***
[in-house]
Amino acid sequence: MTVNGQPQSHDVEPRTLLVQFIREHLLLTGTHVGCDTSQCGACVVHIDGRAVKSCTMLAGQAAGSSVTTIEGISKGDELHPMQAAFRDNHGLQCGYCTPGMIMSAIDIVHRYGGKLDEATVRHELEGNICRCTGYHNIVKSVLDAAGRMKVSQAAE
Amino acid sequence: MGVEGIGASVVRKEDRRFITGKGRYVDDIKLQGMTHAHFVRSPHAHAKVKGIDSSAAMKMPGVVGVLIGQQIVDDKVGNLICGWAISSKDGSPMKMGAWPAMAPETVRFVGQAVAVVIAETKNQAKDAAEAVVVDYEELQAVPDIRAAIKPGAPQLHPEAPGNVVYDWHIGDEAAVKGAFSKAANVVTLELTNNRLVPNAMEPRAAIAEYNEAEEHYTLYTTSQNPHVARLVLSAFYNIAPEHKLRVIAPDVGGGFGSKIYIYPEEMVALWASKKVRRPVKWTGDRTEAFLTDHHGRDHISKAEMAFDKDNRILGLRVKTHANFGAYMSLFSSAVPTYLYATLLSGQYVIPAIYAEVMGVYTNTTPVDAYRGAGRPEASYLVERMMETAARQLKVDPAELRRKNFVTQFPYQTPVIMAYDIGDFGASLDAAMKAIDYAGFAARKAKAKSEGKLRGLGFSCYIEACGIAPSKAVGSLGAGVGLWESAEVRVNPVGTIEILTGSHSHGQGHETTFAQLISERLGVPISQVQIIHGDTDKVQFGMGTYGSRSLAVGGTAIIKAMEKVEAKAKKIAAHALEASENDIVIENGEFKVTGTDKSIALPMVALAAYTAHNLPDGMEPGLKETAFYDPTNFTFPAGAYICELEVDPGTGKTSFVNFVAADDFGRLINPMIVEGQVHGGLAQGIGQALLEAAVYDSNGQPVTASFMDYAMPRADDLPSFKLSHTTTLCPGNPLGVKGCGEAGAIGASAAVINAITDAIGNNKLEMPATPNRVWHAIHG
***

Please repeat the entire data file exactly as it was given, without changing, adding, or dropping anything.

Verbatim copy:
[in-house]
Amino acid sequence: MTVNGQPQSHDVEPRTLLVQFIREHLLLTGTHVGCDTSQCGACVVHIDGRAVKSCTMLAGQAAGSSVTTIEGISKGDELHPMQAAFRDNHGLQCGYCTPGMIMSAIDIVHRYGGKLDEATVRHELEGNICRCTGYHNIVKSVLDAAGRMKVSQAAE
Amino acid sequence: MGVEGIGASVVRKEDRRFITGKGRYVDDIKLQGMTHAHFVRSPHAHAKVKGIDSSAAMKMPGVVGVLIGQQIVDDKVGNLICGWAISSKDGSPMKMGAWPAMAPETVRFVGQAVAVVIAETKNQAKDAAEAVVVDYEELQAVPDIRAAIKPGAPQLHPEAPGNVVYDWHIGDEAAVKGAFSKAANVVTLELTNNRLVPNAMEPRAAIAEYNEAEEHYTLYTTSQNPHVARLVLSAFYNIAPEHKLRVIAPDVGGGFGSKIYIYPEEMVALWASKKVRRPVKWTGDRTEAFLTDHHGRDHISKAEMAFDKDNRILGLRVKTHANFGAYMSLFSSAVPTYLYATLLSGQYVIPAIYAEVMGVYTNTTPVDAYRGAGRPEASYLVERMMETAARQLKVDPAELRRKNFVTQFPYQTPVIMAYDIGDFGASLDAAMKAIDYAGFAARKAKAKSEGKLRGLGFSCYIEACGIAPSKAVGSLGAGVGLWESAEVRVNPVGTIEILTGSHSHGQGHETTFAQLISERLGVPISQVQIIHGDTDKVQFGMGTYGSRSLAVGGTAIIKAMEKVEAKAKKIAAHALEASENDIVIENGEFKVTGTDKSIALPMVALAAYTAHNLPDGMEPGLKETAFYDPTNFTFPAGAYICELEVDPGTGKTSFVNFVAADDFGRLINPMIVEGQVHGGLAQGIGQALLEAAVYDSNGQPVTASFMDYAMPRADDLPSFKLSHTTTLCPGNPLGVKGCGEAGAIGASAAVINAITDAIGNNKLEMPATPNRVWHAIHG